It’s an encouraging sign for contemporary music that Stanley Clarke and Japanese jazz pianist Hiromi manage to sell out the London Palladium tonight.
As Clarke tells the audience, the duo were borne out of necessity when a drummer (spared shame by remaining nameless) failed to show up for a trio gig. But there’s nothing missing in tonight’s all-acoustic set of piano and upright bass, even if the two performers are a study in contrasts.
The diminutive Hiromi is a bundle of energy, jumping to her feet when the spirit moves her and, like Keith Jarrett, becoming so possessed by the music she moans and grunts while playing. Meanwhile, Clarke is the anchor holding everything in place; his right foot a metronome tapping out time, even when he cuts loose with his own explorations.
They open with Bit Of Burd and Hiromi is already flying. This is followed by Sakura Sakura, on which the pianist finds seemingly endless avenues to explore around Clarke’s sassy bassline. They dig deep into the jazz vaults for the old standard Dardanella, which features Hiromi at her most fluid, while Clarke throws in the first batch of slapping and popping; a feat as impressive musically as it is visually on the upright bass. That wraps up the first set.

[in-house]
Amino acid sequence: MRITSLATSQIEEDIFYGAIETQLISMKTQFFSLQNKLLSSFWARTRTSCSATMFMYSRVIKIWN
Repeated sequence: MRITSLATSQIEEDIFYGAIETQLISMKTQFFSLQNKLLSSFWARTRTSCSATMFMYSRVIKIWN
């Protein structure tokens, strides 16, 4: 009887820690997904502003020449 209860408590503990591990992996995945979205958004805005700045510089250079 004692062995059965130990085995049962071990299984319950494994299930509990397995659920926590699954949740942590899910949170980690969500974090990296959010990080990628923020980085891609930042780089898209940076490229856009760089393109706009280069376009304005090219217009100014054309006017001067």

Hiromi starts the second half solo with Old Castle, By The River, In The Middle Of The Forest from her 2006 album Spiral. It’s simply extraordinary, as she throws in a dash of My Favourite Things and her fingers become a blur.
When Clarke comes out for his solo spot, he’s greeted with “Follow that!” from one wisecracking punter. But he rises to the challenge with a selection of what he calls his “bass folk songs” – tunes written specifically for his chosen instrument. When he segues into School Days, the venue erupts, before Clarke wraps up the song with a burst of percussive slapping and popping.
Hiromi returns and the duo reunite on Thelonious Monk’s Rhythm-A-Ning, showcasing their rapid-fire interplay. “We could stay here all night,” yells another punter. “I’m with you, brother,” replies Clarke, before they launch into Joe Zawinul’s Mercy, Mercy, Mercy, and Clarke makes that bassline groove so hard. The standing ovation that follows is entirely deserved.